Birds for your edification LbNA # 63144 (ARCHIVED)
|Placed Date||Sep 19 2012|
|Location||The Audubon Society, Portland, OR|
(Note that this clue was updated on 20 Nov., 2012. Julio Julia was replaced with a new/different stamp and moved to a safer location after the original was reported missing.)
Portland Audubon's 150-acre Nature Sanctuary is nestled against Forest Park just five minutes from downtown Portland. The free-to-the-public sanctuary has more than four miles of forested hiking trails and is a showcase for native flora and fauna. You can visit and enjoy the trails year round, from dawn to dusk every day.
Begin your visit with a stop at the Wildlife Care Center. Here you'll meet the Society's education birds and can even get a peek at the many animals rehabilitating there. From the Care Center, head down the trail past the mews and over a couple of bridges. The road will fork near a third bridge and you'll want to cross that bridge to the covered Nature Study Shelter. In the cooler, wetter months the pond supports a variety of frogs, salamanders and newts as well as the occasional water fowl. After searching for life under the lily pads, turn around and head toward the creek. Twelve planks before the steps down to Balch, reach under the walk on the left hand side. Under a rock nestled next to the circular support you'll find Henrietta.
(Please re-hide well as this area is often used by large groups of curious children for education purposes.)
(Return to the earthen trail to find Julio Julia and Finnegan.)
2) Julio Julia
Portland Audubon's Wildlife Care Center provides a permanent home for several non-releasable native birds. Each of them was brought to the Society with an injury so severe that the birds would have been unable to survive in the wild. They now serve as ambassadors for their species and Portland Audubon in local classrooms and at events.
Julio is Audubon's Great Horned Owl. She was found as a nestling after the tree containing her nest was cut down. She was then raised by humans and never learned how to be an owl. By the time she was brought to the Wildlife Care Center at 5 years of age, it was too late to reverse the imprinting that had occurred. Releasing Julio back into the wild after she had imprinted on people would have put both humans and the owl at unacceptable risk. She was originally thought to be a male because of her small size. Thus the name Julio. In our family, however, we like to call her Julia.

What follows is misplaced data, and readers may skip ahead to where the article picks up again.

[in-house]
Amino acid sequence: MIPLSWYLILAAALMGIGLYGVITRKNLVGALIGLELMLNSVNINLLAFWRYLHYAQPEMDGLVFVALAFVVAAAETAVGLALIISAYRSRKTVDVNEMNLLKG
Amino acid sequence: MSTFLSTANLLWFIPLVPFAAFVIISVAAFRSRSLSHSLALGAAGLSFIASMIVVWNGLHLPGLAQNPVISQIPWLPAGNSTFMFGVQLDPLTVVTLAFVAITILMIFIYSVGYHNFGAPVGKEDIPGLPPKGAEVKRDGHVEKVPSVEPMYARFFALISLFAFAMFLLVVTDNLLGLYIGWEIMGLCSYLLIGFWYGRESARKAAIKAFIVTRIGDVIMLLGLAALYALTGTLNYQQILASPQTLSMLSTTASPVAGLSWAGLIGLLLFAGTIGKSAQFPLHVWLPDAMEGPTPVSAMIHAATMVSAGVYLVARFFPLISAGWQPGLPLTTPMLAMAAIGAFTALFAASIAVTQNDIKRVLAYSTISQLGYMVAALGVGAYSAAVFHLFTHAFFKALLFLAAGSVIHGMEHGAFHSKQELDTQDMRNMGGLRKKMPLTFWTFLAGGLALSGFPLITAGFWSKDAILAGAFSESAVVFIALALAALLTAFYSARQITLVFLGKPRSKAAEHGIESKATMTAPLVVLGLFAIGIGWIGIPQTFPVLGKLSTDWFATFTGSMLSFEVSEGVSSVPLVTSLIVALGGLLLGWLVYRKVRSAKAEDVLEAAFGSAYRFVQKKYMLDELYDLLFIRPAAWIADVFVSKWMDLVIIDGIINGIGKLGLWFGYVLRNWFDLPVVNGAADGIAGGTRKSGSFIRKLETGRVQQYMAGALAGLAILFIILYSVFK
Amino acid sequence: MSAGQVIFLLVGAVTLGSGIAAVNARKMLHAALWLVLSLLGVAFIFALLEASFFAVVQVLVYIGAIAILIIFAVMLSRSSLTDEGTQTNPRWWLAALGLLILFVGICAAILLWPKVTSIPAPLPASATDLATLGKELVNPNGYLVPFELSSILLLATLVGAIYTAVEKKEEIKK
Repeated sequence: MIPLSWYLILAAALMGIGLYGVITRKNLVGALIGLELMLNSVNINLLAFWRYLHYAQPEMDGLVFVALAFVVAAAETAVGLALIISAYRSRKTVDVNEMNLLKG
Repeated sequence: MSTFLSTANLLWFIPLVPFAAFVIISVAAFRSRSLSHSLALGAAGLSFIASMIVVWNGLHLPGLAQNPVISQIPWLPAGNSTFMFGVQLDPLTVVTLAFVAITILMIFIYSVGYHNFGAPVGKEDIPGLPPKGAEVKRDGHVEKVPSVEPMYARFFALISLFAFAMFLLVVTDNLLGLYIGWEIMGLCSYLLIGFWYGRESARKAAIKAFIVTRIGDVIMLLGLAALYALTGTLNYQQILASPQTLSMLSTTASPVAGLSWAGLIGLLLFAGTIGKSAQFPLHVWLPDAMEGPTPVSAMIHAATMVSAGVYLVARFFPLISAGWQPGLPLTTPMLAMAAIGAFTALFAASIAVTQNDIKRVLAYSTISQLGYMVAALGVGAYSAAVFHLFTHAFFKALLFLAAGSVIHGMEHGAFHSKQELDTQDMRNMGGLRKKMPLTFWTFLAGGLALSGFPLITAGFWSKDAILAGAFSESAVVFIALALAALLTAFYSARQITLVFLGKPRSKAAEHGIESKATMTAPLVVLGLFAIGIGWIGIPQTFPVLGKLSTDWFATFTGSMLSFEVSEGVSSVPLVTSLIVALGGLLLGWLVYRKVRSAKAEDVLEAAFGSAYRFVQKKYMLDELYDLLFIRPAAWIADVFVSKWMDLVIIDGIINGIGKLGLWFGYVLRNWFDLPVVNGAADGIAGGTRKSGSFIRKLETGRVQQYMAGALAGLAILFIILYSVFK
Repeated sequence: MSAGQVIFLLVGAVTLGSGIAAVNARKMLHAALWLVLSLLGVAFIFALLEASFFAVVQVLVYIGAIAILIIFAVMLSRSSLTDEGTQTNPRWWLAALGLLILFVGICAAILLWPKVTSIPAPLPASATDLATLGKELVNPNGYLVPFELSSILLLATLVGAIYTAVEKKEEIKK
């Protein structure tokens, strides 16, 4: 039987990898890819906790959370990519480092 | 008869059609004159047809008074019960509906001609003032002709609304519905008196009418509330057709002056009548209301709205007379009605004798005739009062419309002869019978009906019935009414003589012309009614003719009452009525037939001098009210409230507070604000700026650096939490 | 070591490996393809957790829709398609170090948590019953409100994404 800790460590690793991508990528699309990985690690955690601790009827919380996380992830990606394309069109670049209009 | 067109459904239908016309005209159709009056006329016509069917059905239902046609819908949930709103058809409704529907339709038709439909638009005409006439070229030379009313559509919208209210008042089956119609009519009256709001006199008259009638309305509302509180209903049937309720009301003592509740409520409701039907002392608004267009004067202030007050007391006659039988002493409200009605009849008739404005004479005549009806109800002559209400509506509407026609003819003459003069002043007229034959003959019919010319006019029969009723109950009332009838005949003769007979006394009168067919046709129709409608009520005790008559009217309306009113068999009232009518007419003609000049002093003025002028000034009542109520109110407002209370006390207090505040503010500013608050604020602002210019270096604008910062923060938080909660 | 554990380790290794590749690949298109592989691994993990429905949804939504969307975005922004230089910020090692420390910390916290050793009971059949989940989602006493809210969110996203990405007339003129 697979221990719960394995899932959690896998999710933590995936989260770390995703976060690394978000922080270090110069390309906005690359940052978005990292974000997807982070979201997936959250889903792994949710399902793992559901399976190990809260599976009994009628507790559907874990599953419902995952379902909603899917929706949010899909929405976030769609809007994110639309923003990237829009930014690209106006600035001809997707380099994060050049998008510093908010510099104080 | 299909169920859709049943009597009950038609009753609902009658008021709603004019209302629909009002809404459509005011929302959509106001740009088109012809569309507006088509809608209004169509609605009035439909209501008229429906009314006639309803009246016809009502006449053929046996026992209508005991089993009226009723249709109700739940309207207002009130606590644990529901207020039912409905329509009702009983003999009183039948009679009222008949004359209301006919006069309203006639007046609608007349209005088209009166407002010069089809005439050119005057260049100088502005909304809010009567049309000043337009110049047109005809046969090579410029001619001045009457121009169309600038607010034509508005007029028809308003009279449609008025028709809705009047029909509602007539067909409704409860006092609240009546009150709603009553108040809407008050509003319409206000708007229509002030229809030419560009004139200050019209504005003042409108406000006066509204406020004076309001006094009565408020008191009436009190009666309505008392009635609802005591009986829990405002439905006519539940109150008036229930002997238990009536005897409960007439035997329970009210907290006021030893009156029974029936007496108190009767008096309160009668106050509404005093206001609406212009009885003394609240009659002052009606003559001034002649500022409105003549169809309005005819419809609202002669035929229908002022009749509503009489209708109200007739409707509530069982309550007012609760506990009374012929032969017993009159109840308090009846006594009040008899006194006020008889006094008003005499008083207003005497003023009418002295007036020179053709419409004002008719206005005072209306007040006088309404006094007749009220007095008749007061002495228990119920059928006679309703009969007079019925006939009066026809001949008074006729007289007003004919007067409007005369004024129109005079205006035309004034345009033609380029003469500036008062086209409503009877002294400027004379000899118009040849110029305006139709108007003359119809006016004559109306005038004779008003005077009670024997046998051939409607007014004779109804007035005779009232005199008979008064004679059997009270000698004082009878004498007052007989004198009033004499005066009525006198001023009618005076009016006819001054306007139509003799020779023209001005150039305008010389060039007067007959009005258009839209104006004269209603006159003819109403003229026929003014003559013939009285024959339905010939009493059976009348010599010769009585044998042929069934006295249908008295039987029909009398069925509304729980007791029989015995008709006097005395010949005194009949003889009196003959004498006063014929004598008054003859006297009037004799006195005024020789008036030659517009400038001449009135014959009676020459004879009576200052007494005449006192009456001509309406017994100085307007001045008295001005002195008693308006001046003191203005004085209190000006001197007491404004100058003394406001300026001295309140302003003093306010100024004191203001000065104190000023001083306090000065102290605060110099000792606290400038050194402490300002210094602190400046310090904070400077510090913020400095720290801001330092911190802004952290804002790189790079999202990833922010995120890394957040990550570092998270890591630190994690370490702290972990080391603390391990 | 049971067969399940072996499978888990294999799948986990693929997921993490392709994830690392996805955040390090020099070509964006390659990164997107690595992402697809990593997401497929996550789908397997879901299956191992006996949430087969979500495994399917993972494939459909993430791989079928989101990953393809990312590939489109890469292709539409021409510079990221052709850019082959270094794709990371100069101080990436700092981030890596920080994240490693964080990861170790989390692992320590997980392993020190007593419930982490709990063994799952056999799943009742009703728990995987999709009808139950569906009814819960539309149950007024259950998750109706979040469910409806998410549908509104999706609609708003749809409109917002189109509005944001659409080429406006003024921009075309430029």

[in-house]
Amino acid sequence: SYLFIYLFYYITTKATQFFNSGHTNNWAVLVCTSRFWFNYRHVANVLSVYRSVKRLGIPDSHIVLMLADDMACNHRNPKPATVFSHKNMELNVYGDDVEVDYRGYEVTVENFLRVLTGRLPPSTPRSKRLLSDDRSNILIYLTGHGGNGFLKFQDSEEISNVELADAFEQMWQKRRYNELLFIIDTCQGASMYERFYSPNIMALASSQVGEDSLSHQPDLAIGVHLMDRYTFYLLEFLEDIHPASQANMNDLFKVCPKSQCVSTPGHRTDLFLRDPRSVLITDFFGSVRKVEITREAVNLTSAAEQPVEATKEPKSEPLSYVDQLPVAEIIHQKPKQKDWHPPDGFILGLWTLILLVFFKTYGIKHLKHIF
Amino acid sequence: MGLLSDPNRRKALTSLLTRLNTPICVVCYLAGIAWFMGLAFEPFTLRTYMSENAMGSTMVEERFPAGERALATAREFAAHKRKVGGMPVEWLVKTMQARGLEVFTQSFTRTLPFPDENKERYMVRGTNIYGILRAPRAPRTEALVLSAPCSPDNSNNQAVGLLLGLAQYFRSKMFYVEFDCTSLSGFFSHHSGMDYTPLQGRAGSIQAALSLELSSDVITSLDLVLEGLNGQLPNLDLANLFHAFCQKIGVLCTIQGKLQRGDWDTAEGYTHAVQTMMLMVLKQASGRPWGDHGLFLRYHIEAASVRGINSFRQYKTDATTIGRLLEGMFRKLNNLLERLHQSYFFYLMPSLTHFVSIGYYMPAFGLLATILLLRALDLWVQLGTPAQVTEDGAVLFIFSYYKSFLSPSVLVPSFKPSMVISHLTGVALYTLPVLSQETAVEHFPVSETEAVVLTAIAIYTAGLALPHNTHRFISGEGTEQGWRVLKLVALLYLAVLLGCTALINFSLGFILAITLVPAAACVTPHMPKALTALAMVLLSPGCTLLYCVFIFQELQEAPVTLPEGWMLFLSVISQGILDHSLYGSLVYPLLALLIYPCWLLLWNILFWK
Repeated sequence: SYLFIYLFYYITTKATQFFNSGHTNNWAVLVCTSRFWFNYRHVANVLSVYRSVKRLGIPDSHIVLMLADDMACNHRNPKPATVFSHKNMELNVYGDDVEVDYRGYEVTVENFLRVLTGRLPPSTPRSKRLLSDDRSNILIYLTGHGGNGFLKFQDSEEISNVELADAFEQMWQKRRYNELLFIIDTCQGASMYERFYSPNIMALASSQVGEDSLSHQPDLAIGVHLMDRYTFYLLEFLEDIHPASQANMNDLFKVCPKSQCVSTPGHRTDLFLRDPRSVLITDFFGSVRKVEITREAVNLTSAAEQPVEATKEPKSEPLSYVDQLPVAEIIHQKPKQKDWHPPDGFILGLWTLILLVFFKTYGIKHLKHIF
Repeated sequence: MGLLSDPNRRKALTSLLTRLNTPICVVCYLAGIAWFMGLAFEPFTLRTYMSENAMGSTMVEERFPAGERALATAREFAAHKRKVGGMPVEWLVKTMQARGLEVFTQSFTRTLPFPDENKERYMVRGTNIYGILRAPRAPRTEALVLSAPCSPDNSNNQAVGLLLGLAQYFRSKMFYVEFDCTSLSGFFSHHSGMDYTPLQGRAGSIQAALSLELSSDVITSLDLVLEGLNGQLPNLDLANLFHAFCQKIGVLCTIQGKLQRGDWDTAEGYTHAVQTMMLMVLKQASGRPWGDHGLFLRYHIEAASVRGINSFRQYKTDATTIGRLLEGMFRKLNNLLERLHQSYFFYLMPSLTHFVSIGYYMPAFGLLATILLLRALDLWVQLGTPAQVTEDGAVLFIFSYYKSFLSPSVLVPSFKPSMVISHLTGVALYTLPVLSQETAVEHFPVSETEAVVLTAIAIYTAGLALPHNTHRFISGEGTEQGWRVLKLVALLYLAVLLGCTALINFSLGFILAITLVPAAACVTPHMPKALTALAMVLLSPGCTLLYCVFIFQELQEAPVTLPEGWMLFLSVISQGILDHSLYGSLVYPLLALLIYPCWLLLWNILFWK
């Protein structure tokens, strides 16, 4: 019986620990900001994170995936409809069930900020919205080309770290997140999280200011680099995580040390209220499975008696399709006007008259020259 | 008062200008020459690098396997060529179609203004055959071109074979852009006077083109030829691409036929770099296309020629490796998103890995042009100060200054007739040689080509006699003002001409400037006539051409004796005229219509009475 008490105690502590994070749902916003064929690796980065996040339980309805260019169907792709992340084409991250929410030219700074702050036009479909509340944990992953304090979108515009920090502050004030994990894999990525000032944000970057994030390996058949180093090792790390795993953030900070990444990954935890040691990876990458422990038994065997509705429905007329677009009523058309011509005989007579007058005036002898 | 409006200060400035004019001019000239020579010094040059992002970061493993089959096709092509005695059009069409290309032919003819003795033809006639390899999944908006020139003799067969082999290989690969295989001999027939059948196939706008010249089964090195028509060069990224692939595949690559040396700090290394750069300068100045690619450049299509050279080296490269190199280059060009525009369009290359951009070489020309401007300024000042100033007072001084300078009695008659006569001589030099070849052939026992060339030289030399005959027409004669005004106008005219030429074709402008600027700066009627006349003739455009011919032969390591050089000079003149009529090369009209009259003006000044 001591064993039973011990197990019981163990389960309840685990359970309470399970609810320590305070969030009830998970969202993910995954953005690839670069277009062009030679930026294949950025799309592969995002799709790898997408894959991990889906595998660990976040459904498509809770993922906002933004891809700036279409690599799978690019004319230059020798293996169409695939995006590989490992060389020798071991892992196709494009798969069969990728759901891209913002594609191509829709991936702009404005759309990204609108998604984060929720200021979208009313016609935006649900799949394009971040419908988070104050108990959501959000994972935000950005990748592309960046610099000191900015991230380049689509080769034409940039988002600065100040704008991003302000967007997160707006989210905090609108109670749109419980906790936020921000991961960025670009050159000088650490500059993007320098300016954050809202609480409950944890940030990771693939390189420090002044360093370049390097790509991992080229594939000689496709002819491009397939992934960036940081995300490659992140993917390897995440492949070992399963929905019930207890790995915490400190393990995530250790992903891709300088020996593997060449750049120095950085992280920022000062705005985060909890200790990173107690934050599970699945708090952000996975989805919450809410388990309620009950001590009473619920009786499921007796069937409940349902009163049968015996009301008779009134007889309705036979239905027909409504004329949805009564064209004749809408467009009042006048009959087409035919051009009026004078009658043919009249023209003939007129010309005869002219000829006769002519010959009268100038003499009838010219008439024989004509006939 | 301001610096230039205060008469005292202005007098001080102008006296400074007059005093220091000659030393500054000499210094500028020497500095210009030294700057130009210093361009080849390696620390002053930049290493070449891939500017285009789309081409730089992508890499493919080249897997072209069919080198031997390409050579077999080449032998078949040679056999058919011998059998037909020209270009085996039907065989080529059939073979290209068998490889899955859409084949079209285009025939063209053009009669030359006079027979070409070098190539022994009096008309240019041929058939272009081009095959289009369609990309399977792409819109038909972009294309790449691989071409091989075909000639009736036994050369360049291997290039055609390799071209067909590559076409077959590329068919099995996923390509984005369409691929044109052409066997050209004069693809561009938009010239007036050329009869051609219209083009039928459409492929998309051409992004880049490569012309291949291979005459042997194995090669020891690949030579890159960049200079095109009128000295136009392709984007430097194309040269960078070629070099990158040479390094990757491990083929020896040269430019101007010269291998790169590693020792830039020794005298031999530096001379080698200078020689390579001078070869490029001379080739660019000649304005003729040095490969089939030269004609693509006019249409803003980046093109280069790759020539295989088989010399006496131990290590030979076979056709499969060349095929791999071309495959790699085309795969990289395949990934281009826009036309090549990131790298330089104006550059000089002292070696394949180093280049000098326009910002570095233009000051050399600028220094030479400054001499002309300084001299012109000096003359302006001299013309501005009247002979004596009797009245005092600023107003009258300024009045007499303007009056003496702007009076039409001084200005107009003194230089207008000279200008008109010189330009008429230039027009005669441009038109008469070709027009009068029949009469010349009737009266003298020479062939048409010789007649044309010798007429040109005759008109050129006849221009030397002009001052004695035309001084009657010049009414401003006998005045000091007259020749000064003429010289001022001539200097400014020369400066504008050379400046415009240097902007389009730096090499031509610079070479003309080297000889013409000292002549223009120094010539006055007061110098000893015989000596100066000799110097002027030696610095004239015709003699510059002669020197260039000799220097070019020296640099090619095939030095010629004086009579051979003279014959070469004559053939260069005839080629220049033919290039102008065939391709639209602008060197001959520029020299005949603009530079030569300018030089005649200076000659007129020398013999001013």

To find new Julia, follow the Woodpecker Trail up the hill (after finding Henrietta near the Nature Study Shelter). It's a ways up there with a few smaller side paths. Ignore these and continue up until you reach what we like to call the "duck face tree". (Stop near here to find Hazel: AQ #210776 if you'd like.) When the Woodpecker Trail meets the Jay Trail, take the Jay. Ascend and cross the bridge. Stop for a rest with Linda. After taking in the beautiful surroundings carry on up hill once more. Stay on the Jay trail as it passes Wren. Ascend the wooden steps and cross the bridge. At the end of the bridge a wooden walkway begins. Some paces beyond the walk, triplet trees are on your left. In the crux of the three under duff you'll find Julio Julia. Continue forward on Jay to find Finnegan. (Note that Jay and Wren cross twice and you're heading to the junction at the BOTTOM of the hill.)
Finnegan arrived at Portland Audubons Society's Wildlife Care Center in May 2000. He was removed from his nest in the Columbia River Gorge after biologists discovered he had a deformed foot and would never be able to hunt effectively - he would starve in the wild.
To find Finnegan at Portland Audubon's Nature Sanctuary follow clues to Henrietta and Julio Julia and continue from there. At the T where Wren meets Jay, walk southeast on Jay for 13 paces. A tree on the left leans toward the trail (and, so long as it remains, a small tree also stands to bring your attention to Finnegan's hiding spot by whacking you in the forehead). Behind the base of the large leaning tree you'll find Finnegan under a pile of sticks and twigs.
Continue on down the trail taking a right at the Y to return to familiar territory.